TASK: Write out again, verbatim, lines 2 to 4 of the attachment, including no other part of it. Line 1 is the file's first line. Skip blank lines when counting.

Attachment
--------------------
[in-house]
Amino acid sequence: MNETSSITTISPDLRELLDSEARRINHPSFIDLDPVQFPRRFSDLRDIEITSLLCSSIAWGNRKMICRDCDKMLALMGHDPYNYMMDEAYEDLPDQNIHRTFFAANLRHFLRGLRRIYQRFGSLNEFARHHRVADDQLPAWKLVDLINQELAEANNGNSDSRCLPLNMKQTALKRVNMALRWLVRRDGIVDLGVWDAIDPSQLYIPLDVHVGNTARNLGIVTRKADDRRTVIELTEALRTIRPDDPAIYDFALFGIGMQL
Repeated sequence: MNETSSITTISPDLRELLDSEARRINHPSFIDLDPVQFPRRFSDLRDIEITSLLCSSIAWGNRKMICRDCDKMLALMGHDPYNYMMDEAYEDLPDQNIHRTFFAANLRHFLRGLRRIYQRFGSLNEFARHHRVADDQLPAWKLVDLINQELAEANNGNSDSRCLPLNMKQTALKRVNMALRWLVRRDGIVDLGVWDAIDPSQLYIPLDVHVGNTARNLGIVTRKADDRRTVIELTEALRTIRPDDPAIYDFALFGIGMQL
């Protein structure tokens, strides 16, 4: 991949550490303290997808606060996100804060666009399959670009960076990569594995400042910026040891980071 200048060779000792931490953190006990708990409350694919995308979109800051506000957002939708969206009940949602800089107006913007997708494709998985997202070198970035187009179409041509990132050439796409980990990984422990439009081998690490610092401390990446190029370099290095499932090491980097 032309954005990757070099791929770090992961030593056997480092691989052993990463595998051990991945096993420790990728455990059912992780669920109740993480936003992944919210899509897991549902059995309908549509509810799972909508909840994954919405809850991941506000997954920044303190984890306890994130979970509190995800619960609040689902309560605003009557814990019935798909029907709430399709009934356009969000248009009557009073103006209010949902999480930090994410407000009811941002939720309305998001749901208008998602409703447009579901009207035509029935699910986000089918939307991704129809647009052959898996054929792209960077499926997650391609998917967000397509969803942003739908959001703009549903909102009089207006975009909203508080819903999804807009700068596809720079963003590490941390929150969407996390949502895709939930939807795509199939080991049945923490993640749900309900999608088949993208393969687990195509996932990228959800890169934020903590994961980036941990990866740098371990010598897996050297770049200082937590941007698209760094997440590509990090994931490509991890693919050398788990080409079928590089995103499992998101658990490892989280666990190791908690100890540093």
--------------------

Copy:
Amino acid sequence: MNETSSITTISPDLRELLDSEARRINHPSFIDLDPVQFPRRFSDLRDIEITSLLCSSIAWGNRKMICRDCDKMLALMGHDPYNYMMDEAYEDLPDQNIHRTFFAANLRHFLRGLRRIYQRFGSLNEFARHHRVADDQLPAWKLVDLINQELAEANNGNSDSRCLPLNMKQTALKRVNMALRWLVRRDGIVDLGVWDAIDPSQLYIPLDVHVGNTARNLGIVTRKADDRRTVIELTEALRTIRPDDPAIYDFALFGIGMQL
Repeated sequence: MNETSSITTISPDLRELLDSEARRINHPSFIDLDPVQFPRRFSDLRDIEITSLLCSSIAWGNRKMICRDCDKMLALMGHDPYNYMMDEAYEDLPDQNIHRTFFAANLRHFLRGLRRIYQRFGSLNEFARHHRVADDQLPAWKLVDLINQELAEANNGNSDSRCLPLNMKQTALKRVNMALRWLVRRDGIVDLGVWDAIDPSQLYIPLDVHVGNTARNLGIVTRKADDRRTVIELTEALRTIRPDDPAIYDFALFGIGMQL
């Protein structure tokens, strides 16, 4: 991949550490303290997808606060996100804060666009399959670009960076990569594995400042910026040891980071 200048060779000792931490953190006990708990409350694919995308979109800051506000957002939708969206009940949602800089107006913007997708494709998985997202070198970035187009179409041509990132050439796409980990990984422990439009081998690490610092401390990446190029370099290095499932090491980097 032309954005990757070099791929770090992961030593056997480092691989052993990463595998051990991945096993420790990728455990059912992780669920109740993480936003992944919210899509897991549902059995309908549509509810799972909508909840994954919405809850991941506000997954920044303190984890306890994130979970509190995800619960609040689902309560605003009557814990019935798909029907709430399709009934356009969000248009009557009073103006209010949902999480930090994410407000009811941002939720309305998001749901208008998602409703447009579901009207035509029935699910986000089918939307991704129809647009052959898996054929792209960077499926997650391609998917967000397509969803942003739908959001703009549903909102009089207006975009909203508080819903999804807009700068596809720079963003590490941390929150969407996390949502895709939930939807795509199939080991049945923490993640749900309900999608088949993208393969687990195509996932990228959800890169934020903590994961980036941990990866740098371990010598897996050297770049200082937590941007698209760094997440590509990090994931490509991890693919050398788990080409079928590089995103499992998101658990490892989280666990190791908690100890540093």